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Saturday, December 31, 2011

U.S. Ban on Mexican Trucking Is Reconsidered

WASHINGTON — The Obama administration offered a proposal on Thursday to allow long-haul Mexican trucks to move cargo in the United States.

The proposal, which the Mexican government greeted as a positive step, was the latest sign of a new willingness by the Obama administration to support free-trade measures backed by Republicans and by businesses despite objections from labor unions and other liberal constituencies.

The United States has effectively barred Mexican trucks from operating on American roads since March 2009. Mexico said the ban violated the North American Free Trade Agreement, which took effect in 1994, and retaliated by imposing $2.4 billion in punitive tariffs on a wide range of American agricultural and other products imported to Mexico.

On Thursday, the United States transportation secretary, Ray LaHood, offered a “concept document” that could help resolve the dispute.

Under the plan, Mexican long-haul trucking operators could seek permits to operate in the United States so long as they agree to safety, insurance and other monitoring requirements. The proposal would not cover the movement of hazardous materials.

The U.S. Chamber of Commerce applauded the proposal, the latest indication of a thawing in the frosty relationship between the administration and the giant business lobby, which spent tens of millions of dollars to defeat Democrats in November.

“It’s past time that we kept our word and complied with the promise we made to allow carefully inspected trucks to move across the border,” Thomas J. Donohue, the president of the chamber, said in a statement. “We will closely study the U.S. proposal and hope we can help implement a modern cross-border transportation system that provides certainty for trucking companies and shippers throughout North America.”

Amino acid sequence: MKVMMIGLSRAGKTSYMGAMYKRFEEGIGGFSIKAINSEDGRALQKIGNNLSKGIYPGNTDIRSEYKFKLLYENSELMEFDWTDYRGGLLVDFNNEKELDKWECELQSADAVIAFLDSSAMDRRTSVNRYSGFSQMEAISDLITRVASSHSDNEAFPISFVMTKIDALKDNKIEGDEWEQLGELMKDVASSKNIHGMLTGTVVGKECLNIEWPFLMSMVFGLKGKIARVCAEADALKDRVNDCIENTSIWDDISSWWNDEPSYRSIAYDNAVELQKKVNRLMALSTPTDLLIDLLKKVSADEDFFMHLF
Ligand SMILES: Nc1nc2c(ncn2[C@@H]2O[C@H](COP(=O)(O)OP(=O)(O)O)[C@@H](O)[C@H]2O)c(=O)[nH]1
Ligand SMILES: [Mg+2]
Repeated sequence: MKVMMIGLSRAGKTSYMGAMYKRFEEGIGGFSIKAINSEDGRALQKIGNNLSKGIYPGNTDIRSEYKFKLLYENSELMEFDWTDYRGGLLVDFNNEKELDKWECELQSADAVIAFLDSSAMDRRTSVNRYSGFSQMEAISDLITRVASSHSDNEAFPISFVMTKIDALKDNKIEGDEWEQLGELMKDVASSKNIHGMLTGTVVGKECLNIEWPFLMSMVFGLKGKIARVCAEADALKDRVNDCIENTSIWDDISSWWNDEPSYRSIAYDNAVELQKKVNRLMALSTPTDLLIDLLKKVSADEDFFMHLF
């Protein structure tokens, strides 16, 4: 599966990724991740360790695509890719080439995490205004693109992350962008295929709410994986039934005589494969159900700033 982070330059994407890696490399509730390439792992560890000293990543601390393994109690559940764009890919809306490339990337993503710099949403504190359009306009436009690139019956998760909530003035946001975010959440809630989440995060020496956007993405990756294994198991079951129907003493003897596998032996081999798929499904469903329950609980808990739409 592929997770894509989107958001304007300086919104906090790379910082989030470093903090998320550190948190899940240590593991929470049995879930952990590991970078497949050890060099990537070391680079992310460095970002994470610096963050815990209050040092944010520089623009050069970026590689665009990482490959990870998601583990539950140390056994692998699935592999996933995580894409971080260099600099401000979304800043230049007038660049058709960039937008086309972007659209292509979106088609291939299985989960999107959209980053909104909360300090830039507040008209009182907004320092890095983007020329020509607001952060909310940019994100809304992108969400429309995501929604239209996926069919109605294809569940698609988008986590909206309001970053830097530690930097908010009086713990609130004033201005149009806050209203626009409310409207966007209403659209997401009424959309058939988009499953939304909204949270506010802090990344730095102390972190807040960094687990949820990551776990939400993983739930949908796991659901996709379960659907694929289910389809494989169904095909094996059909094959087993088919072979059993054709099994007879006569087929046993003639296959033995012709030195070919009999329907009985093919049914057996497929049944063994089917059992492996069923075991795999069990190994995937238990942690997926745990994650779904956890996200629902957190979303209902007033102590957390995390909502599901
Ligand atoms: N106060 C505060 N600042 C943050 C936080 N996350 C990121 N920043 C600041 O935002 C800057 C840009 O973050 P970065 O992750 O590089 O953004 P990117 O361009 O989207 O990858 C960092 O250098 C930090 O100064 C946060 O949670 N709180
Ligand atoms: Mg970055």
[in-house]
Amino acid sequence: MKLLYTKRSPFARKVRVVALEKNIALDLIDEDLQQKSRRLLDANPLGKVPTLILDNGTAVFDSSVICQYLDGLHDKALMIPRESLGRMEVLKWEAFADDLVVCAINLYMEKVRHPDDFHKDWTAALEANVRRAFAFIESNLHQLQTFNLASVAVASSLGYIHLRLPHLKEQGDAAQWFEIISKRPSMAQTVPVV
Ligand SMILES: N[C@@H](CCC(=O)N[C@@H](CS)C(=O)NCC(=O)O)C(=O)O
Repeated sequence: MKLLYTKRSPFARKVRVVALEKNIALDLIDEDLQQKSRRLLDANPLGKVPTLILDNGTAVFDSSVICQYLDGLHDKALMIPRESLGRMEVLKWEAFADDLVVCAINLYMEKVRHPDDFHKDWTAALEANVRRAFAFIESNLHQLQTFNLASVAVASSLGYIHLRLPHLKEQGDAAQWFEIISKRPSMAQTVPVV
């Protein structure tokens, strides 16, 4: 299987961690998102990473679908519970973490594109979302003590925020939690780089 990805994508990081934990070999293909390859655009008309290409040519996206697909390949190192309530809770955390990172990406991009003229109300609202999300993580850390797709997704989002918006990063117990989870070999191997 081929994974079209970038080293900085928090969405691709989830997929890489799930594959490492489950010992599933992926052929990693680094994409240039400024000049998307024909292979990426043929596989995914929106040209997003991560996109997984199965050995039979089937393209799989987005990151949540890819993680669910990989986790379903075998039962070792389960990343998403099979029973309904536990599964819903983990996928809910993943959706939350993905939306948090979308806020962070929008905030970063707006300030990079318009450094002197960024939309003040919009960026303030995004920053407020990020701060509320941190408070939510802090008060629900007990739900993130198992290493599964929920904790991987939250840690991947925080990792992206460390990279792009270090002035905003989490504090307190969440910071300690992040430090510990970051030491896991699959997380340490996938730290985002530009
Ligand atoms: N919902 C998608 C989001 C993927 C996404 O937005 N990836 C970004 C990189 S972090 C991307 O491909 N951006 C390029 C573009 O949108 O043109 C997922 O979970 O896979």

Mexican officials responded positively but cautiously to Mr. LaHood’s proposal, saying they would offer a fuller response on Monday. If a final agreement is reached — a process that could be months away — the tariffs would probably be lifted in a matter of weeks, officials said.

“Mexico will carefully and constructively evaluate the U.S. proposal to solve the longstanding trucking dispute,” the Mexican ambassador to Washington, Arturo Sarukhán, wrote in a Twitter post.

However, the proposal by the Transportation Department was denounced by the Teamsters union, which represents long-haul truckers and fears that expanded Mexican trucking within the United States will threaten jobs.

“I am deeply disappointed by this proposal,” the union’s president, James P. Hoffa, said in a statement. “Why would the D.O.T. propose to threaten U.S. truck drivers’ and warehouse workers’ jobs when unemployment is so high? And why would we do it when drug cartel violence along the border is just getting worse?” Mr. Hoffa also raised safety concerns.

Democratic lawmakers reacted cautiously to the proposal.

Senator Patty Murray of Washington, who is active on agricultural issues, said in a statement: “I am glad that the administration is moving forward with a plan to finally end the devastating Mexican tariffs on Washington State agricultural products.” But she did not explicitly address the trucking dispute or the objections by unions.

The trucking ban took effect after Mr. Obama signed legislation containing a provision that ended a pilot program, begun in September 2007, to allow Mexican trucks north of the border. For months, the administration had said it was working to resolve the dispute, but offered little sign of progress.

Transportation Department officials emphasized that the proposal was only a “starting point for negotiations” and that it would solicit public comment on the final rules.


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